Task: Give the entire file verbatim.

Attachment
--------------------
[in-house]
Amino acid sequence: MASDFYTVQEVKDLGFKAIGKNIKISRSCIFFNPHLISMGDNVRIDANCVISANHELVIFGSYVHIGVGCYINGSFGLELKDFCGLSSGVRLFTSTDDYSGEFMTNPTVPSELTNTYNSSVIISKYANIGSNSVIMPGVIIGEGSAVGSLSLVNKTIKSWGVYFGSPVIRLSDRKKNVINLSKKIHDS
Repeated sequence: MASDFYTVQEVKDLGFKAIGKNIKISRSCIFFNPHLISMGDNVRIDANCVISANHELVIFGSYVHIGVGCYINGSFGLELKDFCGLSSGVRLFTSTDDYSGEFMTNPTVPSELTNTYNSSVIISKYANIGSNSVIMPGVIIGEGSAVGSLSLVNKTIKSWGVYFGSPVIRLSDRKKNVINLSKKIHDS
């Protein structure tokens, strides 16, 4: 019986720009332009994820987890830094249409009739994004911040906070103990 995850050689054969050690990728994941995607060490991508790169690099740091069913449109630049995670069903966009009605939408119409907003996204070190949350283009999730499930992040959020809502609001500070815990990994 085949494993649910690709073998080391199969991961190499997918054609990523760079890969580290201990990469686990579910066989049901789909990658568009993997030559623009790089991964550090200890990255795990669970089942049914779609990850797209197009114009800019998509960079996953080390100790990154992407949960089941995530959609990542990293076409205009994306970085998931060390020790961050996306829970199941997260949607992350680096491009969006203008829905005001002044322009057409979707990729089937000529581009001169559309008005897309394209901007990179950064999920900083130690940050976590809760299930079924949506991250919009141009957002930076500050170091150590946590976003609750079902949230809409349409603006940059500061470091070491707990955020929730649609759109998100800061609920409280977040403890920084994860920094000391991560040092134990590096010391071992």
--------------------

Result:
[in-house]
Amino acid sequence: MASDFYTVQEVKDLGFKAIGKNIKISRSCIFFNPHLISMGDNVRIDANCVISANHELVIFGSYVHIGVGCYINGSFGLELKDFCGLSSGVRLFTSTDDYSGEFMTNPTVPSELTNTYNSSVIISKYANIGSNSVIMPGVIIGEGSAVGSLSLVNKTIKSWGVYFGSPVIRLSDRKKNVINLSKKIHDS
Repeated sequence: MASDFYTVQEVKDLGFKAIGKNIKISRSCIFFNPHLISMGDNVRIDANCVISANHELVIFGSYVHIGVGCYINGSFGLELKDFCGLSSGVRLFTSTDDYSGEFMTNPTVPSELTNTYNSSVIISKYANIGSNSVIMPGVIIGEGSAVGSLSLVNKTIKSWGVYFGSPVIRLSDRKKNVINLSKKIHDS
């Protein structure tokens, strides 16, 4: 019986720009332009994820987890830094249409009739994004911040906070103990 995850050689054969050690990728994941995607060490991508790169690099740091069913449109630049995670069903966009009605939408119409907003996204070190949350283009999730499930992040959020809502609001500070815990990994 085949494993649910690709073998080391199969991961190499997918054609990523760079890969580290201990990469686990579910066989049901789909990658568009993997030559623009790089991964550090200890990255795990669970089942049914779609990850797209197009114009800019998509960079996953080390100790990154992407949960089941995530959609990542990293076409205009994306970085998931060390020790961050996306829970199941997260949607992350680096491009969006203008829905005001002044322009057409979707990729089937000529581009001169559309008005897309394209901007990179950064999920900083130690940050976590809760299930079924949506991250919009141009957002930076500050170091150590946590976003609750079902949230809409349409603006940059500061470091070491707990955020929730649609759109998100800061609920409280977040403890920084994860920094000391991560040092134990590096010391071992």